Archives of Maryland
(Biographical Series)

George F. Worthington (b. 1814 - d. circa 1860)
MSA SC 5496-006640
Property Owner, Anne Arundel County, Maryland

Biography:

George Fitzhugh Worthington was born on March 14, 1814 to Brice John Worthington and his wife, Anne Lee Fitzhugh.1 Brice John Worthington owned the Griffith-Worthington house in Annapolis, on Duke of Gloucester Street. He had inherited the house from his brother, John Griffith Worthington, in 1797.2 According to Yale University's class record for the class of 1834, George F. Worthington attended Yale in the class of 1834, but left before graduation due to health problems, and returning to farming. He married Elizabeth Harwood in 1835.3

In 1837, Worthington's father died, leaving 514 acres of his plantation to George. According to Brice John Worthington's will, his plantation bordered the south edge of the public road leading from Annapolis to Baltimore. The farm also "included the buildings at Bellevoir," in the area that later became Crownsville. The manor house stood on Wyatt's Ridge, overlooking Round Bay.4 Aside from land, George also inherited at least thirteen slaves, including the slave woman Lydia and her children, Basil, Cinderella, John Henry, Lucinda, and Eliza.5

The class record showed that Worthington then "ventured on a course of theological study, and in 1841, he was ordained as priest in the Protestant Episcopal Church, in Baltimore County, Md.... The greater part of his actual ministry was spent in the vicinity of Baltimore. But the failure of his voice and of his health compelling him to abandon the clerical office."6 Worthington's poor health resulted in him resigning from St. Timothy's Episcopal Church in 1846. He moved to Montgomery County, where he served as the rector of the Prince George Parish in Montgomery County.7

In 1846, Worthington added 205 acres to the farm he had inherited in Anne Arundel County.8 Two years later, his slave Cinderella fled from the farm, with the assistance of her free husband, Abraham Brogden. Worthington's overseer, Edward H. Brown, placed the runaway ad, directing people to contact him at the Brotherton Post Office.9 Another slave, Eliza Brogdon, fled from Worthington in 1852.10

Worthington was living in Washington D.C. by that time. He had resigned his position as rector in Montgomery County, again because of his health, and was working as a clerk in for the Third Auditor's office of the Treasury Department.11 He and his wife lived in Ward 1 with their children, Elizabeth (b. 1841), Nicholas B. (b. 1843), William (b. 1845), and Hester (b. 1848).12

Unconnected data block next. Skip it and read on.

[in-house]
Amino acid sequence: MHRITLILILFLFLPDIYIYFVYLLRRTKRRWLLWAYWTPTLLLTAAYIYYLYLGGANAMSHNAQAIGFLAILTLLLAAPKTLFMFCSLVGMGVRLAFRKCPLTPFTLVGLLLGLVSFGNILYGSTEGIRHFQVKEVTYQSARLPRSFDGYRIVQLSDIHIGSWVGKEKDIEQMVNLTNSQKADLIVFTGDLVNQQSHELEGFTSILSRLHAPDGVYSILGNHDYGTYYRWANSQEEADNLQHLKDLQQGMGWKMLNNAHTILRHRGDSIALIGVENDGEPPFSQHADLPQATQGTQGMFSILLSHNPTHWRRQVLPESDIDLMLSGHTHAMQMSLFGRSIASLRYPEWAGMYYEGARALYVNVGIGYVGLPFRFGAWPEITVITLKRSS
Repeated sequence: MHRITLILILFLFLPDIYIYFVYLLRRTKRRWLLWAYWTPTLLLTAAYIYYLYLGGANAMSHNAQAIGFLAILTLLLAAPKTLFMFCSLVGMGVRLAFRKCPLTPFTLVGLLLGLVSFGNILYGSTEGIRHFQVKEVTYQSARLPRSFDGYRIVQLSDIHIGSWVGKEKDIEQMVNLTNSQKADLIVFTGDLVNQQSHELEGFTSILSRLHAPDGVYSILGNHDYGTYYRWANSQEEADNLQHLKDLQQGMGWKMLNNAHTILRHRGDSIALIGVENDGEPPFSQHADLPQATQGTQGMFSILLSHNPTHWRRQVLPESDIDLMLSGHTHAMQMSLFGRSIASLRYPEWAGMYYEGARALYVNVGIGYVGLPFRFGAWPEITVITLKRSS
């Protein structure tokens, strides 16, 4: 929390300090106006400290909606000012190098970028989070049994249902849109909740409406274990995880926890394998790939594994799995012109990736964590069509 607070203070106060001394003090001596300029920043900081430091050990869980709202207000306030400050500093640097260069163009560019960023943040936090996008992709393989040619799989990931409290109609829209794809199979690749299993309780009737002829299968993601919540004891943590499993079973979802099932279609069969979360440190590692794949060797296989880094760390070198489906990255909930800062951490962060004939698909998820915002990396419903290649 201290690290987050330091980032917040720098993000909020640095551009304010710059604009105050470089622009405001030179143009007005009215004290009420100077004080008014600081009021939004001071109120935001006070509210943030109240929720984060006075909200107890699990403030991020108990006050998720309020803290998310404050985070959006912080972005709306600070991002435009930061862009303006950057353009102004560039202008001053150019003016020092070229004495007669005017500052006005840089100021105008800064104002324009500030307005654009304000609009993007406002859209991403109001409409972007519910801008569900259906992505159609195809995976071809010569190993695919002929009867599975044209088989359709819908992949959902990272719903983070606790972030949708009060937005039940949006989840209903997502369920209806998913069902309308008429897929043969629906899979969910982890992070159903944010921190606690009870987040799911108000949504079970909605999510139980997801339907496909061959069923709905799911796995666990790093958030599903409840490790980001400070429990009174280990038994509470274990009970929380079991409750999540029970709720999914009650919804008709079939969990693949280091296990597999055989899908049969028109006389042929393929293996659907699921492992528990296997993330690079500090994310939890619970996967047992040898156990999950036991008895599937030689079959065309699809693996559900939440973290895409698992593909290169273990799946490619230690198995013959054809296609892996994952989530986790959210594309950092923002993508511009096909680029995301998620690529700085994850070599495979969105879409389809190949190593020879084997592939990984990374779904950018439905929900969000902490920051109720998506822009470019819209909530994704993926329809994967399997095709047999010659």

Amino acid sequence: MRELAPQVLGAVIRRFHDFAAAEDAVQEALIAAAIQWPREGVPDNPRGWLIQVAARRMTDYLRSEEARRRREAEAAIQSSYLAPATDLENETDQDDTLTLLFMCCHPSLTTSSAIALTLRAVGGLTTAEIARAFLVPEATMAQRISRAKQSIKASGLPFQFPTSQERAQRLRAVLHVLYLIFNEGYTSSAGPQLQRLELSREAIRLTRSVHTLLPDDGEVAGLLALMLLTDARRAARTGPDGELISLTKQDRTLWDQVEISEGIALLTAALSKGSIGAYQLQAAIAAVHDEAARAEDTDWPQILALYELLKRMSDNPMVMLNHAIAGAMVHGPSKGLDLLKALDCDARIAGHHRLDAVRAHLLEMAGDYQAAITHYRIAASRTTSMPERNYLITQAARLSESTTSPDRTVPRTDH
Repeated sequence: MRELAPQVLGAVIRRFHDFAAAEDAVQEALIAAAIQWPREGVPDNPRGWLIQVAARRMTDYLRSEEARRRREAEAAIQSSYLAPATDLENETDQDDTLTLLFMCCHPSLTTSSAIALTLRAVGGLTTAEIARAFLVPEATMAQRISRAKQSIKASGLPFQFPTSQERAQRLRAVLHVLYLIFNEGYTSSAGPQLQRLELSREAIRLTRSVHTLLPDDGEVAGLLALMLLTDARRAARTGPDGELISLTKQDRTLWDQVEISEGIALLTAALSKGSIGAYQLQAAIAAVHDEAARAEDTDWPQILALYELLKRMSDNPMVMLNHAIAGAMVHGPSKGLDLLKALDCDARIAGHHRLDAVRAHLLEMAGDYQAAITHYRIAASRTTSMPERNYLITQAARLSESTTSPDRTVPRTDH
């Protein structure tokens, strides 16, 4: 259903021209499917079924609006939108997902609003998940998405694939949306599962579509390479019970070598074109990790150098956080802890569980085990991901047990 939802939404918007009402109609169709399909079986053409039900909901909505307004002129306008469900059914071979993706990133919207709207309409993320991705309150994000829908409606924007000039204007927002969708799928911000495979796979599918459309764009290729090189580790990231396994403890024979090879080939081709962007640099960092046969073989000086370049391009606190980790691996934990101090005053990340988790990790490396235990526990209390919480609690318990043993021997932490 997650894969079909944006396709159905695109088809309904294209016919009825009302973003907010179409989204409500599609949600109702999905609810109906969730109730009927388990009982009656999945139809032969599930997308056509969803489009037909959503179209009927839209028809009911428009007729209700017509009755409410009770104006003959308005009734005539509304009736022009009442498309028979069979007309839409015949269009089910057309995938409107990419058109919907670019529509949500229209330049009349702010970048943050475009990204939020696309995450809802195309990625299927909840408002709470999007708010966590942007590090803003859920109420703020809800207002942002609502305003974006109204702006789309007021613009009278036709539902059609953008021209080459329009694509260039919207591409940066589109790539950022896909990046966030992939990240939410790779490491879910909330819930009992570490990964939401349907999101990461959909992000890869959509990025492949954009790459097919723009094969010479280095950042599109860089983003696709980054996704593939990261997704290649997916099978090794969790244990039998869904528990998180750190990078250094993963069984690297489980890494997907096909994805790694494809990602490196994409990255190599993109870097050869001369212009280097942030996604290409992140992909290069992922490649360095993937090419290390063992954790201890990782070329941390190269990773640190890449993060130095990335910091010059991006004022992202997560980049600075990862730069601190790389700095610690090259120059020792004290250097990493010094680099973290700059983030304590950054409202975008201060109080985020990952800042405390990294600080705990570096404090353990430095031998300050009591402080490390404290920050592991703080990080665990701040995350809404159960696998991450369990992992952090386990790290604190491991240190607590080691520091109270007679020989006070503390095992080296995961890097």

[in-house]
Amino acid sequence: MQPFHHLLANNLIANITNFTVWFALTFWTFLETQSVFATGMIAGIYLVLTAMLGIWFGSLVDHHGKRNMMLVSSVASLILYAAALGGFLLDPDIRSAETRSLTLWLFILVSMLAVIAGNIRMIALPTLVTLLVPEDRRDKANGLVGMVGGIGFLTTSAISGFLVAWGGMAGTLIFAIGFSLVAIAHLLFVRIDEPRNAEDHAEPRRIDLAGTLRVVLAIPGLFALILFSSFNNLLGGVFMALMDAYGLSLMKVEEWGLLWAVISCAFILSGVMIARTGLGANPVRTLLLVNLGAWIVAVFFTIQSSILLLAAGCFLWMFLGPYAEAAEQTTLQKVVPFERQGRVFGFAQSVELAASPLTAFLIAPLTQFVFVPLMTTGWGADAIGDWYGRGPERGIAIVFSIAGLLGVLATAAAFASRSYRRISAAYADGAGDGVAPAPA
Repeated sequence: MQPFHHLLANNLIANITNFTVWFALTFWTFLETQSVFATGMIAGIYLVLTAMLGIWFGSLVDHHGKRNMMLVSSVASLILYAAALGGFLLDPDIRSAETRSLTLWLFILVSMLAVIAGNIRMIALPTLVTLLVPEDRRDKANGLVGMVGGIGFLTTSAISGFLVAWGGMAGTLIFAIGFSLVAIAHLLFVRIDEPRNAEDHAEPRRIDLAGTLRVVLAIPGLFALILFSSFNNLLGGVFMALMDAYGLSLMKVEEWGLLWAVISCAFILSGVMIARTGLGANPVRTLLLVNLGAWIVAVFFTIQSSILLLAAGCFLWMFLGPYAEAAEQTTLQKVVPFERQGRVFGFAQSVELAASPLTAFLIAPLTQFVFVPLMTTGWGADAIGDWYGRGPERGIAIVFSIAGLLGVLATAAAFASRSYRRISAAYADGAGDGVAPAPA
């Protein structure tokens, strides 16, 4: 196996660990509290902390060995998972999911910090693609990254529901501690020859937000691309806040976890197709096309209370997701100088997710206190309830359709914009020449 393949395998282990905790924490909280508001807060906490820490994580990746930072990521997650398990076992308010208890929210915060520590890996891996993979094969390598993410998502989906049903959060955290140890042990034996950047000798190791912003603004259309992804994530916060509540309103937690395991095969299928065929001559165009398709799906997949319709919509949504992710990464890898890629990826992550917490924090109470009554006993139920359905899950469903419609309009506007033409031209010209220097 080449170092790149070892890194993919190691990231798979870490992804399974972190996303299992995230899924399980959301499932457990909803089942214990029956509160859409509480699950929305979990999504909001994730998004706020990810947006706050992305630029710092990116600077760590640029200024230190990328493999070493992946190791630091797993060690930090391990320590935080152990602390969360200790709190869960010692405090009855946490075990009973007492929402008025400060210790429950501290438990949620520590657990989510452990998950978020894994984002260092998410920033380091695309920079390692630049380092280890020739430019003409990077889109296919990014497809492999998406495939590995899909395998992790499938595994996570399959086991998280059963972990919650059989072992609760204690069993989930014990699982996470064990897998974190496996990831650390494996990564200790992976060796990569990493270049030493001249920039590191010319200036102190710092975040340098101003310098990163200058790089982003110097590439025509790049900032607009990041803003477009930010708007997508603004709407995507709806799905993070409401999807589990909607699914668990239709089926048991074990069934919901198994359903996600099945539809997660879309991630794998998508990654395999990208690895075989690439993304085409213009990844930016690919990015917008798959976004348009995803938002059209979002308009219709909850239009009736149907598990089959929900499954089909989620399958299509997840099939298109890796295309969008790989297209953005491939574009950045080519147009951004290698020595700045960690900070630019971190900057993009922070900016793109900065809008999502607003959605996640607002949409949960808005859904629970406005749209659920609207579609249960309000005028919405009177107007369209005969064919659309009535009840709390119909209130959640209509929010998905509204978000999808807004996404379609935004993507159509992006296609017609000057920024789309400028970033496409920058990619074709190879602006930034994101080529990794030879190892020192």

Worthington had died sometime before the 1860 census. No references to a will have been found in Anne Arundel County.

Other members of the Worthington family, including George's brother Nicholas Brice Worthington, were still living on or near George F. Worthington's farm in the 1860s. They appeared in the Second District of Anne Arundel County in Simon J. Martenet's 1860 map. They lived near Crownsville, near the former location of the Brotherton Post Office.13
 


1.     Yale University, Class of 1835, Biographical and Historical Record of the Class of 1835 in Yale College (New Haven, CT: 1881) 226.
4.    John Martin Hammond, Colonial Mansions of Maryland and Delaware (Philadelphia, PA: J.B. Lippincott Company, 1914) 220.
        Joshua Dorsey Warfield, The Founders of Anne Arundel and Howard Counties, Maryland (Baltimore, MD: Kohn & Pollock, 1905) 154.

2.     "Worthington House." AA-471, Anne Arundel County, Annapolis. Maryland Historical Trust. www.mdihp.net.

3.     ANNE ARUNDEL COUNTY COURT (Marriage Licenses) [MSA C113-2]. George F. Worthington and Elizabeth Harwood, September 24, 1835.

4.     ANNE ARUNDEL COUNTY REGISTER OF WILLS (Wills), Liber TTS 1, Folio 319 [MSA C153-10]. Brice John Worthington, May 6, 1837.
4.    Hammond 220.

5.     ANNE ARUNDEL COUNTY REGISTER OF WILLS (Wills), Liber TTS 1, Folio 319 [MSA C153-10]. Brice John Worthington, May 6, 1837.

6.     Yale University 226.

7.     Ethan Allen, Clergy in Maryland of the Protestant Episcopal Church since the independence (Baltimore, MD: James S. Waters, 1860) 60.

8.     ANNE ARUNDEL COUNTY COURT (Land Records) Liber JHN 1, Folio 415, [MSA CE 76-72]. Richard C. Mackubin and Hester Ann Mackubin to George Fitzhugh Worthington, January 1, 1846.

9.     "One Hundred Dollars Reward." Baltimore Sun 23 December 1848.
         "Anne Arundel County Court." Baltimore Sun 30 April 1849.

10.   "$50 Reward." Baltimore Sun 11 February 1852.

11.   Reports of Committees of the House of Representatives, made during the Second Session of the Thirty-Seventh Congress. 1861-'62 (Washington, D.C.: Government Printing Office, 1862) 75.
11.   Yale University 226.
11.   Allen 60.

12.   1850 Census Record (D.C.) for George F. Worthington, Washington City, Ward 1, Page 56, Line 31. Ancestry.com.

13.   Anne Arundel County District 2, Simon J. Martenet, Map of Anne Arundel County, 1860, Library of Congress, MSA SC 1213-1-117.
 

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